The publications appearing in the Selected Works represent about one-eighth of John’s total publications; those of us who know John Cahn well, know that his contributions to the field of theoretical materials science far exceed his formidable set of publications. His liberality of ideas has nucleated entire careers, his shrewd criticism has made our field significantly more rigorous, and those who have learned from John (and those that have learned from them) have a deep foundation in the fundamentals of materials science. A complete list of John’s publications (to-date!) is included in this volume.

Collecting all of John’s publications together into one volume would have been very useful, but would also have produced an unwieldy book. It was no easy task to select a fraction of his works to appear in this volume. Initially, we had intended to limit the Selected Works to fifteen papers; however, the extent of John’s contribution made this impossible and we finally iterated to thirty papers. We are fairly certain that any thoughtful list of thirty of his publications would have many in common with those that appear herein, but we are also fairly certain that no two lists would be identical. John helped us out considerably by making the selections himself, and we know that it was very difficult for him to exclude some of his best work from the list.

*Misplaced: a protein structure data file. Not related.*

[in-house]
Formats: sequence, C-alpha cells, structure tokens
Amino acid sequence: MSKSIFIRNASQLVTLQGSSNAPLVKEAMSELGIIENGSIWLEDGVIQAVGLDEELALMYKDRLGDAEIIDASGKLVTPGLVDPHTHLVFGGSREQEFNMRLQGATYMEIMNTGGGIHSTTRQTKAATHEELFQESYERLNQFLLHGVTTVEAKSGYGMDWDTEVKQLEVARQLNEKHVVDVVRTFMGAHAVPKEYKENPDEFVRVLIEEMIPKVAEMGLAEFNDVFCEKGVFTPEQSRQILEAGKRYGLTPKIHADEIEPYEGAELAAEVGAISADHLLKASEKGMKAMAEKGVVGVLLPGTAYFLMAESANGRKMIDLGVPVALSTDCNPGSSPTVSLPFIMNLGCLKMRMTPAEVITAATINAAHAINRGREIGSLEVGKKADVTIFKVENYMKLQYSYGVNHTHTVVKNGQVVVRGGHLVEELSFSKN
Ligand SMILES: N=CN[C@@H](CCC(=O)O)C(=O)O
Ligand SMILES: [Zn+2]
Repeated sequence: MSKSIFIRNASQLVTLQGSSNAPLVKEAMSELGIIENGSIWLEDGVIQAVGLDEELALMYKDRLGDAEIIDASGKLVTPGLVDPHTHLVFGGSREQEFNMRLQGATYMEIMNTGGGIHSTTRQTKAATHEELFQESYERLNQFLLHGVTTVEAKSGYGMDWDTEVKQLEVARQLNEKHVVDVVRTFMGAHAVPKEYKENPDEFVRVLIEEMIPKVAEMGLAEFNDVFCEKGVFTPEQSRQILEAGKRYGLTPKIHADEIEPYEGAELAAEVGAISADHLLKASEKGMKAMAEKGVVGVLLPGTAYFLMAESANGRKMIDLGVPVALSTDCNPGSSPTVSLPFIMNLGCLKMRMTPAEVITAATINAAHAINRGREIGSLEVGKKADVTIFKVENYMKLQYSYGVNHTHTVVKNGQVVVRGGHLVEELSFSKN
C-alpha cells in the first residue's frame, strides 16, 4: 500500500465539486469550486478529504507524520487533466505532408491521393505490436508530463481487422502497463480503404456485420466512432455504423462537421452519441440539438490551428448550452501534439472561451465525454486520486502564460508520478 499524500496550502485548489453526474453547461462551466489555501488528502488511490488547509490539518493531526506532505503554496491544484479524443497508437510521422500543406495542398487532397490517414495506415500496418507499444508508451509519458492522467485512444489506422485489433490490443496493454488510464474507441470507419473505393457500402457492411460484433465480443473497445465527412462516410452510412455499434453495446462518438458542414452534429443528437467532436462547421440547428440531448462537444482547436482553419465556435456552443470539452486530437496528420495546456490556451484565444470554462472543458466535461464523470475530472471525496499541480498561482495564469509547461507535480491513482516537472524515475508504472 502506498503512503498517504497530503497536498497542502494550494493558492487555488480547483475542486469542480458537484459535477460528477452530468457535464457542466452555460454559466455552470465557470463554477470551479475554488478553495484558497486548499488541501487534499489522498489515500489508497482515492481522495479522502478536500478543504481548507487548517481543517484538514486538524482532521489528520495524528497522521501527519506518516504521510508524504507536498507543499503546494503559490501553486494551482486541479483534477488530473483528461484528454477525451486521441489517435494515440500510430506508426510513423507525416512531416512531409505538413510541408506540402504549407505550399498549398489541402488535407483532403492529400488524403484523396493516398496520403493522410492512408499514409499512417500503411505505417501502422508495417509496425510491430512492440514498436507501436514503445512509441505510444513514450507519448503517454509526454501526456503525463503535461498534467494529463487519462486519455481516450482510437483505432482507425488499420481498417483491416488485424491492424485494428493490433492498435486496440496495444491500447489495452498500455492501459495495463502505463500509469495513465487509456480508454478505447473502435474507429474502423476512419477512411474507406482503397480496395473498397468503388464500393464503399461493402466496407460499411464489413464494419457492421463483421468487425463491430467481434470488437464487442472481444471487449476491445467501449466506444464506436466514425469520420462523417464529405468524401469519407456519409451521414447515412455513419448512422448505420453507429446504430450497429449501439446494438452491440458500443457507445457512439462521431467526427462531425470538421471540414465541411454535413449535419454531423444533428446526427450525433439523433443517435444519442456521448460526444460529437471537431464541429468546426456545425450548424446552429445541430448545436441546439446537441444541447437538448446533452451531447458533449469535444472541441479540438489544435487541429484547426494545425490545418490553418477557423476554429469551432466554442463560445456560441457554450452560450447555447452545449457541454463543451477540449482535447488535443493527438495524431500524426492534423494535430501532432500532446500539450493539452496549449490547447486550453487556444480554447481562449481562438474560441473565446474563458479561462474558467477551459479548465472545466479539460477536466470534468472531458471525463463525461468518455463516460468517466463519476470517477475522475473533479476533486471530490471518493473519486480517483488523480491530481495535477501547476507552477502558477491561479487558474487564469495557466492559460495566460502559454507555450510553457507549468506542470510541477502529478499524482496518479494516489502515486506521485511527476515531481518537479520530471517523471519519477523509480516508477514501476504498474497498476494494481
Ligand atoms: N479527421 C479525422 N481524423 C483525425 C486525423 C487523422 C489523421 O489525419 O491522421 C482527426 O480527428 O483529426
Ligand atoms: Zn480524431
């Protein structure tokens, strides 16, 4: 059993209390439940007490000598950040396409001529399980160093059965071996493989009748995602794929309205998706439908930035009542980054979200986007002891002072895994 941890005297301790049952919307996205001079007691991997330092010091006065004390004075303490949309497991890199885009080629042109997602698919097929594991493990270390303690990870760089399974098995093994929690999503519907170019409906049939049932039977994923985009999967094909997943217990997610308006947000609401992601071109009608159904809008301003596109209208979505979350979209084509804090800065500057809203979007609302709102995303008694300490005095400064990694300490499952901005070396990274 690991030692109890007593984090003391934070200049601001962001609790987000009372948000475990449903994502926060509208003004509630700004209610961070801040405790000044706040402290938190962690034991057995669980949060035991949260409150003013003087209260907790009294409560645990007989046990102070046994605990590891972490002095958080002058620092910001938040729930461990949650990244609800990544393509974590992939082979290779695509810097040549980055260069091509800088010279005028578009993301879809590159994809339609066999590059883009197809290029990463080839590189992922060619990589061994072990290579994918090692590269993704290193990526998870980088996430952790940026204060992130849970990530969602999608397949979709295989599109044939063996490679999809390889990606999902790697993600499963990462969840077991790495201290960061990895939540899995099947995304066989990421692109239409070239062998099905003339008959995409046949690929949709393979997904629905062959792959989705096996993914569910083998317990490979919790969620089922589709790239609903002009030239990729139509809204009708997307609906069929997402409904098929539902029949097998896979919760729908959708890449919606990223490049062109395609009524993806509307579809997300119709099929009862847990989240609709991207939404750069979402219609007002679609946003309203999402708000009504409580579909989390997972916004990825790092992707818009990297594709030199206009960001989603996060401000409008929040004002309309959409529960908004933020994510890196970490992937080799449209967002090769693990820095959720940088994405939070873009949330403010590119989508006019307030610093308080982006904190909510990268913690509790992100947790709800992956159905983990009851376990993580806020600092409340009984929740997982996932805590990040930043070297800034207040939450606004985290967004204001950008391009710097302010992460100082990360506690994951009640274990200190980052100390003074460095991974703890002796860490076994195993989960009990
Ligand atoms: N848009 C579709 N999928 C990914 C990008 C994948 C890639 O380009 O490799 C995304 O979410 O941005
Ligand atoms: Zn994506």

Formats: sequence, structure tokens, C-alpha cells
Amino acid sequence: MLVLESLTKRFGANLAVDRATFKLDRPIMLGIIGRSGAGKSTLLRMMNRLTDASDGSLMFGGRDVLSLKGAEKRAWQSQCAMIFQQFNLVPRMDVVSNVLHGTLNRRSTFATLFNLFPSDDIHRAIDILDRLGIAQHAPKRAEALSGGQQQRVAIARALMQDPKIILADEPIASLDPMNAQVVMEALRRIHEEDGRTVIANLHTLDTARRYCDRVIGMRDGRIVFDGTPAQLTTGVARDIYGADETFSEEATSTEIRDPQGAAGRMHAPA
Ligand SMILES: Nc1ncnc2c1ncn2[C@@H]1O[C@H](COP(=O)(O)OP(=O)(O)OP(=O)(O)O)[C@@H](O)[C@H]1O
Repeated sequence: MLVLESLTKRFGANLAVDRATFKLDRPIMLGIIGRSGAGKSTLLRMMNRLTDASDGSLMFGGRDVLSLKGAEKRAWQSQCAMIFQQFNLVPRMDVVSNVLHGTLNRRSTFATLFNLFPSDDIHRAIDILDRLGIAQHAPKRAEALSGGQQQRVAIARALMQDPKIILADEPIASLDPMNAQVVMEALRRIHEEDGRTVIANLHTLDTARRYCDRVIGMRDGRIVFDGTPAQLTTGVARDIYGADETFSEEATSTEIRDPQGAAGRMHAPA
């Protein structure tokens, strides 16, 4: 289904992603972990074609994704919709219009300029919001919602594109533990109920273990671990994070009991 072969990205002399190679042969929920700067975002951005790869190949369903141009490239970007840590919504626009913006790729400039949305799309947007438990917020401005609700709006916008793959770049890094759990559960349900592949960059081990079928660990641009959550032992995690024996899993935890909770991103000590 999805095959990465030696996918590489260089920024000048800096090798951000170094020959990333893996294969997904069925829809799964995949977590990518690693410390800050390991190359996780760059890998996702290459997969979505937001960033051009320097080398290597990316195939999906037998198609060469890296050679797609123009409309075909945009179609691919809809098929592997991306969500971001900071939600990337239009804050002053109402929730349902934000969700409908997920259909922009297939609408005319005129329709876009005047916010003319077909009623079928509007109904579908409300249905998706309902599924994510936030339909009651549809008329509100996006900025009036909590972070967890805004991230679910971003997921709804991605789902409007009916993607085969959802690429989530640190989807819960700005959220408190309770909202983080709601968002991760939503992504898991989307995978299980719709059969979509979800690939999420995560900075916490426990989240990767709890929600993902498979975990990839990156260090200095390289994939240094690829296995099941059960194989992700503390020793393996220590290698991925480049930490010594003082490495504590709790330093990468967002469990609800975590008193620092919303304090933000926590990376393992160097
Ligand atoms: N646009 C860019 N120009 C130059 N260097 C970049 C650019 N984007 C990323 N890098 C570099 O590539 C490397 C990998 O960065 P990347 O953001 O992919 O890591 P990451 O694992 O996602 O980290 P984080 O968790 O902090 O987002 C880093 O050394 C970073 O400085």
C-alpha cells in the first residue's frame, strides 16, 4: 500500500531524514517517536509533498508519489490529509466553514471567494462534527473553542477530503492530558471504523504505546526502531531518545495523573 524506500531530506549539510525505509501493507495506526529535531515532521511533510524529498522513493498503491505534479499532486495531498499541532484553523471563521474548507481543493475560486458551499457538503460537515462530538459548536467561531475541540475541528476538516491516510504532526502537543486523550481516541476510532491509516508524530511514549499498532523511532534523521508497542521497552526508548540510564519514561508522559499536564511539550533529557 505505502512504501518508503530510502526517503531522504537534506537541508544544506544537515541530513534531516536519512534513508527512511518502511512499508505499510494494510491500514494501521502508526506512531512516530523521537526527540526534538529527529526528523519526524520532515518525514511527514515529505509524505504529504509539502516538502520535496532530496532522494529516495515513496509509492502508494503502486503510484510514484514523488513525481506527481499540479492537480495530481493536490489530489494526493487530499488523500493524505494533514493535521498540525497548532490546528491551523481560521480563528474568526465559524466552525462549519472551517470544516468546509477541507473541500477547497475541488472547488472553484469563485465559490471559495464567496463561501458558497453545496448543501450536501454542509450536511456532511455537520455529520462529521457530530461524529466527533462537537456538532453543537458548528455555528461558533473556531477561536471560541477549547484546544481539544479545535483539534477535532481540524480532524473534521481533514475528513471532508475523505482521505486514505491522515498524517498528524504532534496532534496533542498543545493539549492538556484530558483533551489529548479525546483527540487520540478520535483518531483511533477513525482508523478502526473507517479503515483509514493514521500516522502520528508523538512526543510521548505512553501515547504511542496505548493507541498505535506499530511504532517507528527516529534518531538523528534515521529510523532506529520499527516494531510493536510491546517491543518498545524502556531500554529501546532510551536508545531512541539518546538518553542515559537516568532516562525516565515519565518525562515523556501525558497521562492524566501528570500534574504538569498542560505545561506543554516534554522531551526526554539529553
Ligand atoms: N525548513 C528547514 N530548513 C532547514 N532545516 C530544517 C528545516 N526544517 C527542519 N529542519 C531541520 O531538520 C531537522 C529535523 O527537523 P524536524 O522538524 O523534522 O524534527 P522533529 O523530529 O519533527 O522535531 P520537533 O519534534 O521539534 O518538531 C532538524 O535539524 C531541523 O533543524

Each paper is introduced and put in perspective by an author whom we considered to be well-qualified in the subject area of the paper and who had been a student or colleague of John’s. This also was no easy task as there are many scientists who have been influenced by John and whose contributions would have been appreciated had space allowed. We placed few restrictions on the introductions other than that a coauthor of one of the papers could not write an introduction for that paper and that each introduction be of limited length. We encouraged the rapporteurs to identify why each paper was important to the field, to put the paper in historical perspective, and to provide a list of additional references when appropriate. We are very pleased with the results and feel that the introductions will be most useful to students, professors, and other scholars. We are extremely grateful for the: efforts of the rapporteurs, a list of whom appears in this volume.